Sunday, April 30, 2006

Serving two flocks

Rick Kogan profiles another Englewood alderman. The other was Ted Thomas of the 15th ward. Alderman Shirley Coleman represents Chicago's 16th ward. She is also the only ordained minister on Chicago's city council. And in this article she says that she tries to keep her religious and political business separate...

"A congregation is not that dissimilar to a constituency. Both jobs serve the needs of the people. I do, however, try to keep them separate. I save my sermons for Sundays."
Here's a little more about her road to alderman...

She's been a Baptist minister for 11 years-delivering sermons and teaching Bible classes at the Spiritual Wholistic Church on 50th Street-and an alderman since 1991, when she won election over eight candidates, none of whom played gently with the only female in the field. Things got rougher the next time around. Months before the 1995 election, it became public that Coleman's ex-husband, Hernando Williams, was awaiting execution after being convicted of rape and murder long after the two were divorced. Her opponent, Hal Baskin, said that Williams might have committed his crimes because Coleman "may not have been giving [Williams] what he needed at home."

The alderman was outraged, calling Baskin's statements "malicious and despicable." She says now, "It made me stronger but also able to speak more openly about issues such as domestic violence."

She grew up in Englewood and saw the neighborhood thrive and then decline after Dr. King's assasination. Also she ran for alderman after the incumbent, Chicago's first female alderman Anna Langford, retired in 1991. A little more about the 16th ward...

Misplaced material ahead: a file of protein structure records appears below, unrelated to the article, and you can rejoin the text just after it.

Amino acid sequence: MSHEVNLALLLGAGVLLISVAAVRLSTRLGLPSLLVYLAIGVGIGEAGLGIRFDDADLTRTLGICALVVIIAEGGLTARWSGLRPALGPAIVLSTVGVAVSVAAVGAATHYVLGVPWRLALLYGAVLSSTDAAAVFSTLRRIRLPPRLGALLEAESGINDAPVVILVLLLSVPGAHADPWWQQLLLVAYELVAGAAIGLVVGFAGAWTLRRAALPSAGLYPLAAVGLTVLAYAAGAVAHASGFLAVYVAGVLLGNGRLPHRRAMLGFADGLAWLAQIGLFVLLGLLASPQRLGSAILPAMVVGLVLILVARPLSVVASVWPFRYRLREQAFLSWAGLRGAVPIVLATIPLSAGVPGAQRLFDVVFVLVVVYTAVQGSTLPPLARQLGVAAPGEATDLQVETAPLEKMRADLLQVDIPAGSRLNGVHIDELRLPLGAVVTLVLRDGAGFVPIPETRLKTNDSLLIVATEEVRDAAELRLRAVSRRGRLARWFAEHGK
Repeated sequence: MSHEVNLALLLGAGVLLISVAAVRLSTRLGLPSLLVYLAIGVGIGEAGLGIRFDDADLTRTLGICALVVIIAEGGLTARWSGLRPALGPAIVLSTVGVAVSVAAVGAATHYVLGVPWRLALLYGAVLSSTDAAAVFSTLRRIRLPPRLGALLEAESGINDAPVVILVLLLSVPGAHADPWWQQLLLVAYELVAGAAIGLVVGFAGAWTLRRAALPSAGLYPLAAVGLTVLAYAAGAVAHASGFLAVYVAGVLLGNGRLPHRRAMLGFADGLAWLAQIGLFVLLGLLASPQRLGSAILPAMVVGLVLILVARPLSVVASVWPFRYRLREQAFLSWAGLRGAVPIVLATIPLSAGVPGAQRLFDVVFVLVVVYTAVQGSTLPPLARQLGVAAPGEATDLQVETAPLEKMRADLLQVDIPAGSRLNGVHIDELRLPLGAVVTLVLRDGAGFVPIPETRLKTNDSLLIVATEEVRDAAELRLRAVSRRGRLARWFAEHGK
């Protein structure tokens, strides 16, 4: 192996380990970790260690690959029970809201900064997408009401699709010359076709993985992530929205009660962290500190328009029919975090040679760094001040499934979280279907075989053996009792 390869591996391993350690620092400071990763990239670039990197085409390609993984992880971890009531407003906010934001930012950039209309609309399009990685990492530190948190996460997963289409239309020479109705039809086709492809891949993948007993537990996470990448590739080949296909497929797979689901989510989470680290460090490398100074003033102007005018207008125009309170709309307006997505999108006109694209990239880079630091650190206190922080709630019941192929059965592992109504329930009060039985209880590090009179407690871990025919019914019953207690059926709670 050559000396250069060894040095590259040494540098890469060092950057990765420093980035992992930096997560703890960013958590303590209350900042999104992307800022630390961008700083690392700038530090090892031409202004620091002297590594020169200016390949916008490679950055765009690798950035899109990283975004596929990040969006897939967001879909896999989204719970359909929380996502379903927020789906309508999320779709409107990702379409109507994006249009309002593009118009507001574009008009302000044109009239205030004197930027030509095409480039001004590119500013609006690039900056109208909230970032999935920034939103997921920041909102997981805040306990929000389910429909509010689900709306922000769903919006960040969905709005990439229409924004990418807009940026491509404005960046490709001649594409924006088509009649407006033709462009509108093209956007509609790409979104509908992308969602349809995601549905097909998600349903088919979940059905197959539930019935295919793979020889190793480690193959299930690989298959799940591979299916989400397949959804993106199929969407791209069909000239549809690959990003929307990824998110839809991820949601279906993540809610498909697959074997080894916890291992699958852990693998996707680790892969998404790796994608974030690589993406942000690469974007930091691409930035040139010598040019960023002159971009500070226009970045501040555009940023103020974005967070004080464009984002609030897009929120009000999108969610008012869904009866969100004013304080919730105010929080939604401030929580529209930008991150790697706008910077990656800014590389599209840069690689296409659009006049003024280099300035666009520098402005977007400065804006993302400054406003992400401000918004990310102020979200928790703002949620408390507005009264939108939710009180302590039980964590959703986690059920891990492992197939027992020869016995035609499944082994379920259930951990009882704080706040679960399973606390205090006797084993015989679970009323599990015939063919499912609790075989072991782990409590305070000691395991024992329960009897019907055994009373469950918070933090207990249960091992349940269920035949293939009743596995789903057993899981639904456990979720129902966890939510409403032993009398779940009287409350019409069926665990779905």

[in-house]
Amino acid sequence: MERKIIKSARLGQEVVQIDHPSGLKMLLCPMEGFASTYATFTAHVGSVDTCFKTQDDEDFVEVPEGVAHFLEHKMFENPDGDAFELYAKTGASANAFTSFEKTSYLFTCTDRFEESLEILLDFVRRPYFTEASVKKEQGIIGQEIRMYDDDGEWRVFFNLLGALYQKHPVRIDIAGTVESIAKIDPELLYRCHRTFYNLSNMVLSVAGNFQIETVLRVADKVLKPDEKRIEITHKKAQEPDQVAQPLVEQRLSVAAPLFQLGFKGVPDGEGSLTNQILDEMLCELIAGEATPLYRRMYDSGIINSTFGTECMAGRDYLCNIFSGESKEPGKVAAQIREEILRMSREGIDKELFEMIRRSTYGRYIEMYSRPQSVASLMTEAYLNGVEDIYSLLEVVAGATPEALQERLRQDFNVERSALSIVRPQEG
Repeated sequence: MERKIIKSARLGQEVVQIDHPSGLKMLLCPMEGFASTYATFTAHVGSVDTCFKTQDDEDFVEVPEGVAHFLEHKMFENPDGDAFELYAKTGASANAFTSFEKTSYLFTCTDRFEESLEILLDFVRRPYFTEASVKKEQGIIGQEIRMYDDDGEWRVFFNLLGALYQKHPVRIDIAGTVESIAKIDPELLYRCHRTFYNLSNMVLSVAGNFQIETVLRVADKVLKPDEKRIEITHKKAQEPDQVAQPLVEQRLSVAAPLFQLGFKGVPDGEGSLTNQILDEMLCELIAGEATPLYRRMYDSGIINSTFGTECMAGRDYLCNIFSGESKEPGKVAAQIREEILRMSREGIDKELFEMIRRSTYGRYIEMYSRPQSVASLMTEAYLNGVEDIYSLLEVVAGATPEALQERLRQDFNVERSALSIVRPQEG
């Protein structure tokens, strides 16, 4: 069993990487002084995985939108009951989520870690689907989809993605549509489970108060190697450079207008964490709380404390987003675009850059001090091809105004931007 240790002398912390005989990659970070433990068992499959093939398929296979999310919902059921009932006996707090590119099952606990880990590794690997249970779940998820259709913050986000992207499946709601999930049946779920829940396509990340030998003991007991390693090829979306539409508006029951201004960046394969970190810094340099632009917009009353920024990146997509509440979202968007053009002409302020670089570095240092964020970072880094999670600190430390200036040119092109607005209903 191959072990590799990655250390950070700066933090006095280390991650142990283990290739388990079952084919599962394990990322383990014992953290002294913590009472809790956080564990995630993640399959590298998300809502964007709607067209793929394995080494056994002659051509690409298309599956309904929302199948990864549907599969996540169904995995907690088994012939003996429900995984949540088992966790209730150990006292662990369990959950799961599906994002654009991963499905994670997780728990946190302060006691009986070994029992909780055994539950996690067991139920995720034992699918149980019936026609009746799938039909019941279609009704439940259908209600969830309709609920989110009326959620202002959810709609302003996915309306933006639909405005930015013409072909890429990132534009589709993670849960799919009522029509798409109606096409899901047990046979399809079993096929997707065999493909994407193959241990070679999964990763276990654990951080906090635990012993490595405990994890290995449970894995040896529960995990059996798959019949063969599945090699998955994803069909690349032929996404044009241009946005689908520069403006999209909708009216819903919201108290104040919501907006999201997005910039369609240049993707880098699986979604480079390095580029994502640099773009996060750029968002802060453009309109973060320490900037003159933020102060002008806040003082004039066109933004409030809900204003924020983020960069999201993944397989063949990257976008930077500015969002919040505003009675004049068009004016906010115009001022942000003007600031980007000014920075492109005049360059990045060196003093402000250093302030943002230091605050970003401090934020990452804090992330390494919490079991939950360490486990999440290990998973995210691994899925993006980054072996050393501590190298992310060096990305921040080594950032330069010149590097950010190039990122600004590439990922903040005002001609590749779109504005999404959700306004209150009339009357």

Crime and poverty remain serious problems in her ward, which includes parts of Englewood, West Englewood, New City, Back of the Yards and Gage Park, as well as the gem of the Chicago park system, Sherman Park...
Ald. Coleman does have some regrets but there is a coming bright side...
Out on the 63rd Street sidewalk, amid a long stretch of empty lots, Coleman says, "That is one of my biggest regrets I have, so much tear-down. Beautiful graystones that might have been restored. But too many were open and dangerous. We had to tear down in order to build up."

A few blocks to the east, there is rising a new campus of Kennedy-King College (in Osgood's photo). "It was a very long time in coming but it will provide the economic engine that is needed for that area around 63rd and Halsted," says the alderman, who plans to run again next year. "It will help bring this neighborhood back to what it was when I was young."

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